Physical Therapists Research Method to Help Stroke Patients Walk Correctly Again

The physical therapists of Baylor Institute of Rehabilitation (BIR) recently conducted the Body Weight Treadmill Study. So far, researchers report successful results and ultimately hope to include the technique in traditional therapy methods for stroke patients. 

DALLAS, April 1, 2008 – For the more than 700,000 people who experience a stroke each year, many never regain the ability to walk like they did prior to their stroke. But physical therapists, using a specialized treadmill, have discovered a new way to help stroke patients walk again — correctly.

The results of their study, conducted at Baylor Institute for Rehabilitation (BIR), appear in the April 2008 issue of the Archives of Physical Medicine and Rehabilitation.

Often times, during rehabilitation, stroke patients develop an abnormal gait pattern, which can be difficult and sometimes impossible to correct.”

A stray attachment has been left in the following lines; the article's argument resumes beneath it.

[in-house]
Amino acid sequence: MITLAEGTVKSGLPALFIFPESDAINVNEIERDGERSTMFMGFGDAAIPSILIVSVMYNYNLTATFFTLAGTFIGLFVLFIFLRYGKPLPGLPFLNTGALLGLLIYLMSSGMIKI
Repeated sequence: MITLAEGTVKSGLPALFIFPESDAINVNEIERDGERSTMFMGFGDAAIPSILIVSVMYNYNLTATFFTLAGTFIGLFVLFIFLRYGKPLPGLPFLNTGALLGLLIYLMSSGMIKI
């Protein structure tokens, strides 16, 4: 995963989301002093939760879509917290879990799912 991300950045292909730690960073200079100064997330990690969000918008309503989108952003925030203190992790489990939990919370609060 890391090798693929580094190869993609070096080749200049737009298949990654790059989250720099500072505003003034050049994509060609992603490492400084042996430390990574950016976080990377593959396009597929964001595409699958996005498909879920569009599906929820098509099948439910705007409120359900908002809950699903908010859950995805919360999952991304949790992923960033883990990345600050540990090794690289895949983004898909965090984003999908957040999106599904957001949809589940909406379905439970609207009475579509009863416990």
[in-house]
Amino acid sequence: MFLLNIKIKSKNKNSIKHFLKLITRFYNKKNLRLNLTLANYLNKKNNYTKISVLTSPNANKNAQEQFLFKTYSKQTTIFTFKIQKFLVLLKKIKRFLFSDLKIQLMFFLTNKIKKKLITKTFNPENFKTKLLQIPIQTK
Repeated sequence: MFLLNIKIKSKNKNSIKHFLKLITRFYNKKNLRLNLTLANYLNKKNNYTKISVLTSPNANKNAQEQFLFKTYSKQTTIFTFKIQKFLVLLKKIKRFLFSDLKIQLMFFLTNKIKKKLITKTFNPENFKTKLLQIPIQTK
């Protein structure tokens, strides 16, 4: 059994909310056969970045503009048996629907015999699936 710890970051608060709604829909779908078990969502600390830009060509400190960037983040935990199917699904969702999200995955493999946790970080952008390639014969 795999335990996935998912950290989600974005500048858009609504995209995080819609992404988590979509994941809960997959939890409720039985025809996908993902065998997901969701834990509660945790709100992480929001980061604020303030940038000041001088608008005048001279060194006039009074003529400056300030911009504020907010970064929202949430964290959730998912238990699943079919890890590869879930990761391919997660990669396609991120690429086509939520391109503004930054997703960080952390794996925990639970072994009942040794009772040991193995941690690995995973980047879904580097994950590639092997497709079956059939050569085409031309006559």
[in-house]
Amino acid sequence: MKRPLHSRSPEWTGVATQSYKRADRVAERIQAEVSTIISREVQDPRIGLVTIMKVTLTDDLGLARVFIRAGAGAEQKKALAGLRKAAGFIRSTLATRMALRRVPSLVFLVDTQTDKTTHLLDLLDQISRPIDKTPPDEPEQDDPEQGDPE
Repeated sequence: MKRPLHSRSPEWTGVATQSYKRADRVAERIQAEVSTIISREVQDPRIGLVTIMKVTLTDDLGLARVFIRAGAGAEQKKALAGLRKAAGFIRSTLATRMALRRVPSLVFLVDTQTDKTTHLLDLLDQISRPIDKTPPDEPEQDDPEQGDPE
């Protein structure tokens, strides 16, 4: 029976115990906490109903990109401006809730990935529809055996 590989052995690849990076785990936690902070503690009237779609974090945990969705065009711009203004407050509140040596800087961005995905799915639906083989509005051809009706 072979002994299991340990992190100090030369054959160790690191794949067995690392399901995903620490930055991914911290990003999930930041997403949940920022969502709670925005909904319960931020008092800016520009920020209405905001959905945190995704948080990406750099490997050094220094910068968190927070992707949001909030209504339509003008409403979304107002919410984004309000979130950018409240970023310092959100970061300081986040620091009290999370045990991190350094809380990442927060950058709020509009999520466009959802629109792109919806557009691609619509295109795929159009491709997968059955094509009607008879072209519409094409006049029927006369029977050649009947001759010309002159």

Gait impairment is common after a stroke with many survivors living with a walking-related disability, despite extensive rehabilitation,” says Karen McCain, D.P.T., lead investigator of the study at BIR. “Walking incorrectly not only creates a stigma for these patients, but it also makes them more susceptible to injury and directly affects their quality of life.” After completing the pilot study, all seven of the patients enrolled were able to walk with a basically normal gait pattern, all without the use of even a cane.

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Sources: PRNewswire and Baylor Health Care System

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